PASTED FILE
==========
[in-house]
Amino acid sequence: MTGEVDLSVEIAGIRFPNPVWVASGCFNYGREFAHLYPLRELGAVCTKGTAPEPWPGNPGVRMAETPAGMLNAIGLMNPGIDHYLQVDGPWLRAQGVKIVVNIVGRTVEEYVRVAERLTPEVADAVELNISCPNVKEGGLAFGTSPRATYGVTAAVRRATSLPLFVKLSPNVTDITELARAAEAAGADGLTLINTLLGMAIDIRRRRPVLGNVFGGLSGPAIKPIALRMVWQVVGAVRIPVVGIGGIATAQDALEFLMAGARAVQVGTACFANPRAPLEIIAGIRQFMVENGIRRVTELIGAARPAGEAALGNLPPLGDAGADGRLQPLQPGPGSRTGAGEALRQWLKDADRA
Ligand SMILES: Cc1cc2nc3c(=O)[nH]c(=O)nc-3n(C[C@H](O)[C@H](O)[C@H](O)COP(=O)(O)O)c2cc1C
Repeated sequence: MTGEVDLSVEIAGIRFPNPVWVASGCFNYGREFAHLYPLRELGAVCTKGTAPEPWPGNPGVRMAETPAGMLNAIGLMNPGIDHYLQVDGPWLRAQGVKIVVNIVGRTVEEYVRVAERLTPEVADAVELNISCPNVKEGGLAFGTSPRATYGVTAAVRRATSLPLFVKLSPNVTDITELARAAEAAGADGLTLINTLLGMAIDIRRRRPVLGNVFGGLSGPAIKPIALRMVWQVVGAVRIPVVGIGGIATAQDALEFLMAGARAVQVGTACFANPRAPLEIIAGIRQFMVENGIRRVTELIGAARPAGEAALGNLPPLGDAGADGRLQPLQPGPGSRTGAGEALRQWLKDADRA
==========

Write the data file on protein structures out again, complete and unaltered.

[in-house]
Amino acid sequence: MTGEVDLSVEIAGIRFPNPVWVASGCFNYGREFAHLYPLRELGAVCTKGTAPEPWPGNPGVRMAETPAGMLNAIGLMNPGIDHYLQVDGPWLRAQGVKIVVNIVGRTVEEYVRVAERLTPEVADAVELNISCPNVKEGGLAFGTSPRATYGVTAAVRRATSLPLFVKLSPNVTDITELARAAEAAGADGLTLINTLLGMAIDIRRRRPVLGNVFGGLSGPAIKPIALRMVWQVVGAVRIPVVGIGGIATAQDALEFLMAGARAVQVGTACFANPRAPLEIIAGIRQFMVENGIRRVTELIGAARPAGEAALGNLPPLGDAGADGRLQPLQPGPGSRTGAGEALRQWLKDADRA
Ligand SMILES: Cc1cc2nc3c(=O)[nH]c(=O)nc-3n(C[C@H](O)[C@H](O)[C@H](O)COP(=O)(O)O)c2cc1C
Repeated sequence: MTGEVDLSVEIAGIRFPNPVWVASGCFNYGREFAHLYPLRELGAVCTKGTAPEPWPGNPGVRMAETPAGMLNAIGLMNPGIDHYLQVDGPWLRAQGVKIVVNIVGRTVEEYVRVAERLTPEVADAVELNISCPNVKEGGLAFGTSPRATYGVTAAVRRATSLPLFVKLSPNVTDITELARAAEAAGADGLTLINTLLGMAIDIRRRRPVLGNVFGGLSGPAIKPIALRMVWQVVGAVRIPVVGIGGIATAQDALEFLMAGARAVQVGTACFANPRAPLEIIAGIRQFMVENGIRRVTELIGAARPAGEAALGNLPPLGDAGADGRLQPLQPGPGSRTGAGEALRQWLKDADRA